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Sound artist Yuri Suzuki’s participatory artwork as part of Margate NOW gets extended after successful run on Turner Contemporary’s terrace.

Posted in – Margate NOWNews

Japanese sound artist, electronic musician and Margate resident Yuri Suzuki has had his participatory artwork, The Welcome Chorus, extended for several more weeks following a successful run on Turner Contemporary’s terrace.

Turner Contemporary, in collaboration with Kent Libraries, commissioned Suzuki to make the participatory artwork as part of Margate NOW (28 September 2019 – 12 January 2020), a Margate-wide festival involving more than 500 artists. Suzuki’s interactive sculpture was due to be taken down on 12 January 2020, to coincide with the world famous Turner Prize 2019 exhibition ending at the gallery. But the installation has now been extended until 23 February 2020 so that visitors can enjoy the eye-catching and thought provoking piece for longer.

Artist Yuri Suzuki says: “This project has been about the endless process of musical composition – our aim has been to create an anthem of sorts for Margate and Kent. The AI embedded within the sculpture has been learning and absorbing how people think about the area – every 2 minutes it generates a brand new piece of music. Since the piece was installed, the algorithm has greatly expanded both its vocabulary and with it its knowledge about Kent. I am truly excited to see how the next few weeks will continue to influence the songs generated.”

The Welcome Chorus brings together sound, sculpture and artificial intelligence (AI) in the interactive outdoor commission, installed on Turner Contemporary’s terrace. Twelve horns, each representing a different district of Kent, continually sing lyrics which are generated live by a uniquely trained, site-specific piece of AI software. Symbolically and aesthetically, these sculptural forms reference the origin of the word ‘Kent’; thought to derive from the word ‘kanto’, meaning horn or hook.

Through an inclusive, democratic process of workshops and gatherings at Kent Libraries, people from all over the county have been contributing lyrics reflecting on their Kentish experience to the AI data bank. Generated lyrics and sound bites, on the history of Kent, its landscapes and estuaries, changes to industry and services, the relationship between urban and rural areas and perceptions around journeying, migration and movement, have all been submitted. The colours of each horn have been selected by library staff to reflect different areas in Kent.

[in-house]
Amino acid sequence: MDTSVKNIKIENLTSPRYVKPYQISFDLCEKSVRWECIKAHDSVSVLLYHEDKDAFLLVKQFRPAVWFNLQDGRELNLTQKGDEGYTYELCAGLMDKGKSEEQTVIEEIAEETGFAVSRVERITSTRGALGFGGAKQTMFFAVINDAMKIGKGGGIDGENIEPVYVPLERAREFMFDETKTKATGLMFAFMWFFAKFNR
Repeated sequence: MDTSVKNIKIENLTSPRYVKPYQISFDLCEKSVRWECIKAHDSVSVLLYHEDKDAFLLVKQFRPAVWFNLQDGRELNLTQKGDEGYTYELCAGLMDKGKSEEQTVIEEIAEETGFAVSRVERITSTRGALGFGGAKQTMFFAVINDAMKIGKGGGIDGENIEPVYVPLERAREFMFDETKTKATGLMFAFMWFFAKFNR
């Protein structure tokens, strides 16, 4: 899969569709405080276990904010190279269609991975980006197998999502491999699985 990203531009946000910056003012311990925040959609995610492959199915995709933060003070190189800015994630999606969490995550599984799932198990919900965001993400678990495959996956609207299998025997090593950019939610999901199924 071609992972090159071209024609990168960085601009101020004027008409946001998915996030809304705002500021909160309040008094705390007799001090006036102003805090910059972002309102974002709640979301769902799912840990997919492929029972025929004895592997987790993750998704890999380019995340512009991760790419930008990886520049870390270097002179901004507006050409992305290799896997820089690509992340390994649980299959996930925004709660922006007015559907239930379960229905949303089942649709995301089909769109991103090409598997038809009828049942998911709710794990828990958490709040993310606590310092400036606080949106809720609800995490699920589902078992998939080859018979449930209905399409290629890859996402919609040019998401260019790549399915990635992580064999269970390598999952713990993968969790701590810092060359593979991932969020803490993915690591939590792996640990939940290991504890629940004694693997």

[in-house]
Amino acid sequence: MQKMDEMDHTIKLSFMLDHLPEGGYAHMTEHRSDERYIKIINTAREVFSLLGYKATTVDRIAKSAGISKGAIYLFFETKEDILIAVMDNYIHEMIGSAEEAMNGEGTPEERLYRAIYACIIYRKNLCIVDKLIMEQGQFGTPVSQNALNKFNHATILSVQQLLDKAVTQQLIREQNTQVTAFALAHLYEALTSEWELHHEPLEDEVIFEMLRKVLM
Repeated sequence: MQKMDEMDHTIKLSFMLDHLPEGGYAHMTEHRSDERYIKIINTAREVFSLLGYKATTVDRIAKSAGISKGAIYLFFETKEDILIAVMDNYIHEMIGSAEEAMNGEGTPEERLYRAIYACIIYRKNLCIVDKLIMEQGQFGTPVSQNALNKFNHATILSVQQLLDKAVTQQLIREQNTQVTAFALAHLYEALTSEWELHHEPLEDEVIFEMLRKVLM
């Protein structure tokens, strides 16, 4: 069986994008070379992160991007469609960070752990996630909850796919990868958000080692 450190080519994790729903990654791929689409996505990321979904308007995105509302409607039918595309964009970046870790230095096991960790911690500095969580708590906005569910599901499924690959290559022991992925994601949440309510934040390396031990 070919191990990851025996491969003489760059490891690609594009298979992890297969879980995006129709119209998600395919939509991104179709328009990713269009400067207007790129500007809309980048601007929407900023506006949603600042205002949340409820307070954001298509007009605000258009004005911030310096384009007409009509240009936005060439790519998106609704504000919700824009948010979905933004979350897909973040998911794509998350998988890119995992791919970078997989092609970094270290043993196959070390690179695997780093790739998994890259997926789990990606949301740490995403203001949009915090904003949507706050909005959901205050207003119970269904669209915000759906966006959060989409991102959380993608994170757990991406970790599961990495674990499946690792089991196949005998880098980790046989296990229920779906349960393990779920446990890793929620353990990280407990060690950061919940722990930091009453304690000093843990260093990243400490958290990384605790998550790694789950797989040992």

Onsite, visitors are able to speak or sing into a unique ‘conductor’ sculpture. Their words will then be heard in the immediate soundscape and will be added and archived in an ongoing machine learning. The AI has continued to evolve throughout the course of the exhibition, resulting in a novel and unexpected set of vocal exchanges.

Yuri Suzuki’s practice explores the realms and possibilities of sound through designed pieces that examine the relationship between people and their environments – questioning how both music and sound evolve to create unique personal experiences.  Suzuki has exhibited in solo and group exhibitions nationally and internationally, including at Tate Britain, V&A, the Barbican and MoMA New York. 2019 has been a defining year for the artist; in early September, Suzuki opened a solo exhibition at the Design Museum in London. Sound in Mind will run until 2 February 2020 and features a wide variety of work from his career, from large scale installations to experimental product design. To close Sound in Mind, there will be an event with Yamaha on 1 February 2020 at the Design Museum to launch their new collaborative project Industrial Instruments. The event will feature professional percussionists playing bespoke instruments made out of household materials.

The Turner Prize 2019 exhibition at Turner Contemporary became the second most visited Turner Prize exhibition of all time when it ended on 12 January 2020, after attracting 141,550 visitors. It was the gallery’s most popular Autumn exhibition ever.

The gallery is currently closed for exhibition changeover and maintenance and will re-open on 4 February 2020. Turner Contemporary’s next exhibition, We Will Walk – Art and Resistance in the American South, opens on Friday 7 February 2020 and will run until 3 May 2020. Yuri Suzuki’s installation, The Welcome Chorus, can be visited at any time on Turner Contemporary’s outside terrace during its remaining run, including when the gallery is shut.

The Welcome Chorus is supported by Arts Council England.